Tremendous time, resources, and efforts are invested in developing new, more effective medicines that can improve quality of life – some of these medical breakthroughs have promise to control or eliminate diseases that costs thousands of lives each year. But the challenge of delivering these innovations in low-resource settings remains a pervasive barrier to improving health care access and outcomes. New products have unintentionally strained fragile health systems. Health supply chains for example, designed decades ago, struggle today to deliver a wider range of medicines to larger populations. Infrastructure and human resource challenges limit the impact of these innovations. Life-saving medicines sit on shelves in a warehouse, or expire in broken refrigerators at a rural health facility – many of us who live and work at the last mile of rural communities are familiar with this “innovation pile-up.”

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07.13 2016

If someone asked me “what’s a van?” in the US, I’d probably say a big-ish vehicle meant to efficiently move people and stuff from point A to point B. In Africa, these large people movers are called minibuses, kombis or any of a hundred other terms, except van. So when someone asks me about “VAN” in the African context, it means something very different. VAN is an acronym for “Visibility and Analytics Network.” In Nigeria, where VillageReach is working on the VAN project, it represents a new, more holistic approach to vaccine delivery and achieving a healthy, functioning supply chain. Though our VAN doesn’t have four wheels, it’s still purposefully designed to move things around more efficiently.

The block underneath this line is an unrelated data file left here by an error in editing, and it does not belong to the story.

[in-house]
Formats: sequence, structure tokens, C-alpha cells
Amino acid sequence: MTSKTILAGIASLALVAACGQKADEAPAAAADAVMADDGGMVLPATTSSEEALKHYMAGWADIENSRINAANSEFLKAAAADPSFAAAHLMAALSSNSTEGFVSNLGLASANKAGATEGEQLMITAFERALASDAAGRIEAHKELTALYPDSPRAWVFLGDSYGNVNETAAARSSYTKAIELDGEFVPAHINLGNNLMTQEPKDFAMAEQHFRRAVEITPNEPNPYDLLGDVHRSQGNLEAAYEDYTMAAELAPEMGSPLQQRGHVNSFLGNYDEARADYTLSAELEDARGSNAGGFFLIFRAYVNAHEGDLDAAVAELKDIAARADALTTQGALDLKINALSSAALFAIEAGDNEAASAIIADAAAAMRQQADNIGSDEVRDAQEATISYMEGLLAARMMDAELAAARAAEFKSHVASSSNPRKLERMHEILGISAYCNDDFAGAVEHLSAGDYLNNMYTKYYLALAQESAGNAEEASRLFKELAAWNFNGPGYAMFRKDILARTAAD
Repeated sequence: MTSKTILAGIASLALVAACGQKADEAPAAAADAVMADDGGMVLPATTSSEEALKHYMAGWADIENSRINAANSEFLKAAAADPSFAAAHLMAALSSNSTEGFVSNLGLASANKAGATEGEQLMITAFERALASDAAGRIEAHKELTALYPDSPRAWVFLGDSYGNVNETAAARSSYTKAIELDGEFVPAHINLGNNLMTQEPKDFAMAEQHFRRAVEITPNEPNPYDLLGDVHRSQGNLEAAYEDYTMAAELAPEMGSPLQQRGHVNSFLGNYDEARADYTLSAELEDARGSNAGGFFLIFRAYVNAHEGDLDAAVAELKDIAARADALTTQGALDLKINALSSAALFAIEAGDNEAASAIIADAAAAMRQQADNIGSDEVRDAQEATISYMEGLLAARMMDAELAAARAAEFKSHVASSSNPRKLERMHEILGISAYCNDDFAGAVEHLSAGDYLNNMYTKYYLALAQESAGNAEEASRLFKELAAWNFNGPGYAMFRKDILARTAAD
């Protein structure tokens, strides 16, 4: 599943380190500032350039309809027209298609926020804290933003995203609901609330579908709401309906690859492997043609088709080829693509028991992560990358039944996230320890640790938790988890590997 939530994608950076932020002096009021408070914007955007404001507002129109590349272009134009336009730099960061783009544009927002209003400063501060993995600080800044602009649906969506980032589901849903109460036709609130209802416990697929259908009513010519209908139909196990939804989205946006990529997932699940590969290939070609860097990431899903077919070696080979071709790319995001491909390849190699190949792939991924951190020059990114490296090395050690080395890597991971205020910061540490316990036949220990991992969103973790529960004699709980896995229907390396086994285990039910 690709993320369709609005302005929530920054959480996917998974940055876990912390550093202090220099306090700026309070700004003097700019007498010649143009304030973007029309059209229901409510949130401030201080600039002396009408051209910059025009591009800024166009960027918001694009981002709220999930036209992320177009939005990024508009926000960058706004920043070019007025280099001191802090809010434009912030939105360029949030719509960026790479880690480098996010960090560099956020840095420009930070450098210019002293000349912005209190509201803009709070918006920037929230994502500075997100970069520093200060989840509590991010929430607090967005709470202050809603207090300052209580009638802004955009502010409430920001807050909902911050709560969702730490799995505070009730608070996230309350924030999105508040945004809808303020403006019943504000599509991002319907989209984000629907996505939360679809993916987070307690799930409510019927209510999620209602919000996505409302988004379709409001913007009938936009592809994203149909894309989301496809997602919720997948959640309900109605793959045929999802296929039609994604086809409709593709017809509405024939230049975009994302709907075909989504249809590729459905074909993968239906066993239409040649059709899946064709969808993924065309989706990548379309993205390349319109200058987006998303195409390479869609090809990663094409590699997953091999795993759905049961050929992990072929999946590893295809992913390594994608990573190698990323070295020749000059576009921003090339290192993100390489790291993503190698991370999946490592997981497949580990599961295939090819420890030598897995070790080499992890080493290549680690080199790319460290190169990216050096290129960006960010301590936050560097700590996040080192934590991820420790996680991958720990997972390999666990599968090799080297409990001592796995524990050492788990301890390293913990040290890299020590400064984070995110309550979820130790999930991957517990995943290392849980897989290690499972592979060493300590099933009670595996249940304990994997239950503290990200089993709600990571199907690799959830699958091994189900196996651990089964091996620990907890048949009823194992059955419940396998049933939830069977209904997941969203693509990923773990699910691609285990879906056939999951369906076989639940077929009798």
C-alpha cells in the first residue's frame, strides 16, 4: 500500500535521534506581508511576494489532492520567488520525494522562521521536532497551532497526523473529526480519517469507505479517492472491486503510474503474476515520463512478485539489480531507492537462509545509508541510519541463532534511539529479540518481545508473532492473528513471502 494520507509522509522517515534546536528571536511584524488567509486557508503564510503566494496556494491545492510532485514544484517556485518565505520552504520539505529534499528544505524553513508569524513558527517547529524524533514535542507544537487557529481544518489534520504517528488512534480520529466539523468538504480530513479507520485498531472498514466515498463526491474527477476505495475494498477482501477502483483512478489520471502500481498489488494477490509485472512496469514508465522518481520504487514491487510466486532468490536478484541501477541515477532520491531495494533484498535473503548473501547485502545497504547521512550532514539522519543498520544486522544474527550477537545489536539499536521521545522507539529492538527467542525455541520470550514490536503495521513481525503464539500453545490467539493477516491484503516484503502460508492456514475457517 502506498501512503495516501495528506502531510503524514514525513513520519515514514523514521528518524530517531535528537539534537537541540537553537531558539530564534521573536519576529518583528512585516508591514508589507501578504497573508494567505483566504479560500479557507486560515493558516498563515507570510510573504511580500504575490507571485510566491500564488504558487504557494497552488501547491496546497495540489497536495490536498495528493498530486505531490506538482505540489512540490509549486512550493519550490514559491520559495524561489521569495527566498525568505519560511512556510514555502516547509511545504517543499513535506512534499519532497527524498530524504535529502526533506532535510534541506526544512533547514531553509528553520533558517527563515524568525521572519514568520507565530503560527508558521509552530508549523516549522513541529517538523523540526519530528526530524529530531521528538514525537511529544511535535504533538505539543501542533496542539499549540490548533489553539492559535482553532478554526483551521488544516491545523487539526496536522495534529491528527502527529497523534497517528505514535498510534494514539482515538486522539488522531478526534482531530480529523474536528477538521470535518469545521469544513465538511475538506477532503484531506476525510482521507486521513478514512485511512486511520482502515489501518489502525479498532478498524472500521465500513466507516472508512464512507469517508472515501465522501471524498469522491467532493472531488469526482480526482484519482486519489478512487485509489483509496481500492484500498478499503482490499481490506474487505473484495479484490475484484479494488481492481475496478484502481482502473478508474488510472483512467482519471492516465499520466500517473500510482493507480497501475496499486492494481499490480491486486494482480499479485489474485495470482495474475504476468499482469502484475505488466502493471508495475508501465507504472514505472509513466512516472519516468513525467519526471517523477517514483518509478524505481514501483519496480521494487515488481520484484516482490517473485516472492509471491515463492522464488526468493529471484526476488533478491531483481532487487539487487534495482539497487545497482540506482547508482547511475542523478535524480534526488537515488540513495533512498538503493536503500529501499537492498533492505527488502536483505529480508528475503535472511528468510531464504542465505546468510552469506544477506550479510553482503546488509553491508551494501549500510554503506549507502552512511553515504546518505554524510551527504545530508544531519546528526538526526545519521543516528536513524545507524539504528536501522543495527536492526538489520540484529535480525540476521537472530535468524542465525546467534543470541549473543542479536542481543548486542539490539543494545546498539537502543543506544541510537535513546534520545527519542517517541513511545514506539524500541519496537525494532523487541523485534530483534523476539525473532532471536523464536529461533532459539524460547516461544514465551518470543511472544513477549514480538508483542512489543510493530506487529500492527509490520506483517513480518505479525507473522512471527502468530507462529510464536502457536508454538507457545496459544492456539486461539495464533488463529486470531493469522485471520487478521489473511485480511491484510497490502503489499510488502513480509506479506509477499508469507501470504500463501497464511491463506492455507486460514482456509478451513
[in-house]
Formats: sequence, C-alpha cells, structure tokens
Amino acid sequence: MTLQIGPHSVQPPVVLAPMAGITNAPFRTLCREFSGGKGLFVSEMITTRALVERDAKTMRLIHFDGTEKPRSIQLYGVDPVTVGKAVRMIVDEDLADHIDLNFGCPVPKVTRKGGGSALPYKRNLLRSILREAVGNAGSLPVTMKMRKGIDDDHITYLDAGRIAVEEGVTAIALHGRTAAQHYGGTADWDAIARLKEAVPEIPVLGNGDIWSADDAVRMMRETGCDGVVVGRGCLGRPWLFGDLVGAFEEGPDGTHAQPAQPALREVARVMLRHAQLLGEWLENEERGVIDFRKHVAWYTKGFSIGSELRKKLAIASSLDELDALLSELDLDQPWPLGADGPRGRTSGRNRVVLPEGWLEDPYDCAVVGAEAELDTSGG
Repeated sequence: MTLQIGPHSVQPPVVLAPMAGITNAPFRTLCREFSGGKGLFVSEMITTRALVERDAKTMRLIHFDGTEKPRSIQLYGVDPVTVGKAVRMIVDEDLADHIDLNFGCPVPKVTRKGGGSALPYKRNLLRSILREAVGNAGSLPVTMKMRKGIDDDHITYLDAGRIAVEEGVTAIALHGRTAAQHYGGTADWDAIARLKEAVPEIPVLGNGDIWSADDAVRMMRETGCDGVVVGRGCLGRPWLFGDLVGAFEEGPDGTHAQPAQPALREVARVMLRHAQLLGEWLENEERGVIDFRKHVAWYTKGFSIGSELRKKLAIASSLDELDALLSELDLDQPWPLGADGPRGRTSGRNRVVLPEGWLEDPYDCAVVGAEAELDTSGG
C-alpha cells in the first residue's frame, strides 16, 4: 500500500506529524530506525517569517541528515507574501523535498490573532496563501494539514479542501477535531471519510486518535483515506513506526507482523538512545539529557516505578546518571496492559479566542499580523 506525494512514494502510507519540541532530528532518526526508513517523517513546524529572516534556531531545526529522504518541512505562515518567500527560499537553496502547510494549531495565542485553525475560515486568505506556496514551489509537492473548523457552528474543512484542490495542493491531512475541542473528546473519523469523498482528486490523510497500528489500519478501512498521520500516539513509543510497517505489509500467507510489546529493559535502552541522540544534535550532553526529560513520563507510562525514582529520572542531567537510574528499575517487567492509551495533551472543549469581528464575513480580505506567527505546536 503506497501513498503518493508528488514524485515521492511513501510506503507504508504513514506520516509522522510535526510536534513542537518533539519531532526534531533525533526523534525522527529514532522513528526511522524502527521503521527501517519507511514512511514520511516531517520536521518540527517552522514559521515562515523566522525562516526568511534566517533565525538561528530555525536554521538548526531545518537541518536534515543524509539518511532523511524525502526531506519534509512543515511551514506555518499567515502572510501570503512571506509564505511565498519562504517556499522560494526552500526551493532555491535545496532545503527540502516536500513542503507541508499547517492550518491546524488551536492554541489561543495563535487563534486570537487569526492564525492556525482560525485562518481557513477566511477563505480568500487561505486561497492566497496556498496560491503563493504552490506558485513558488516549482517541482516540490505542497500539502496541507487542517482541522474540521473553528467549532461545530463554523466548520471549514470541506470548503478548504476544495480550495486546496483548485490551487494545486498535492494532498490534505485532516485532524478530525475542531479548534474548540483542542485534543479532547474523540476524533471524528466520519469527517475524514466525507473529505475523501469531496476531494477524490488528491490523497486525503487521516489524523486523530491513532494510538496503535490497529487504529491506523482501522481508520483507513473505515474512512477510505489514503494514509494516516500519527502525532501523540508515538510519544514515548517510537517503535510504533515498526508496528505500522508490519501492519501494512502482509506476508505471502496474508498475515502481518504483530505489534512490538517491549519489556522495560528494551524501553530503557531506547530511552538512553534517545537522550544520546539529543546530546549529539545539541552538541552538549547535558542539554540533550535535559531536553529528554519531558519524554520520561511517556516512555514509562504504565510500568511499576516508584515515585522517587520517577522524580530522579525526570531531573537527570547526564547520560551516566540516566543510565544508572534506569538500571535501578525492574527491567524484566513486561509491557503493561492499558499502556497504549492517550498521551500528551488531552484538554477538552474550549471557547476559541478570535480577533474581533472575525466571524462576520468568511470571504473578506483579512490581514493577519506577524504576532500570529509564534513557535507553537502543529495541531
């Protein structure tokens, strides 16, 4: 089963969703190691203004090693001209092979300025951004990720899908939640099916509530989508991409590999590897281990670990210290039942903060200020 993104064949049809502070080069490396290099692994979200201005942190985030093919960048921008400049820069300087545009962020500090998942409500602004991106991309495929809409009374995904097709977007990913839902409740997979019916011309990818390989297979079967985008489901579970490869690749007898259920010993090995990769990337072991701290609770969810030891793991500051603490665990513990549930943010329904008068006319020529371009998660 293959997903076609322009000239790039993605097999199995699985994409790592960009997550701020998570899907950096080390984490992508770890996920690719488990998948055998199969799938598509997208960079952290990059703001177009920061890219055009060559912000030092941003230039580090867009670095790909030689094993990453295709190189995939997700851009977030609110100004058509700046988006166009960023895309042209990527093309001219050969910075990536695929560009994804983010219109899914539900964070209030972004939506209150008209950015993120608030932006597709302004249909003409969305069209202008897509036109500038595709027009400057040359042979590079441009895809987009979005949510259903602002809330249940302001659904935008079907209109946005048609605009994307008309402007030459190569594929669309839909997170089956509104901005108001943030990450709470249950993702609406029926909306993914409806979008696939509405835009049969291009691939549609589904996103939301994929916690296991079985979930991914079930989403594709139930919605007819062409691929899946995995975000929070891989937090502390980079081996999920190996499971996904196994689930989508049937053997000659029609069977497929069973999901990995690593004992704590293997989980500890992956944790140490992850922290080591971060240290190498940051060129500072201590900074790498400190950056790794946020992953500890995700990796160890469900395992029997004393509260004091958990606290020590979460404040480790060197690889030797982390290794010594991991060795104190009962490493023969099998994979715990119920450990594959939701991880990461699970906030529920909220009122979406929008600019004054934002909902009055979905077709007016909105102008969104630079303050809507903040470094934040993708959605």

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07.05 2016

Delivering the Money CoverAt the very least, the flow of funding in vaccine distribution systems is uncoordinated. Not knowing where money is going, when it will be allocated, and how much money will actually be available prevents effective distribution. Ensuring financial resources are efficient and accessible is vital to the success of delivering vaccines to the last mile, yet immunization program managers face a variety of financial bottlenecks, many of which are symptoms of deeper, underlying financial management challenges. A new policy paper, from VillageReach and the William Davidson Institute, explores these challenges in detail. At the heart of the matter, financial flow challenges force decision-making processes into a guessing game, where accuracy is about as certain as a round of “pin the tail on the donkey.”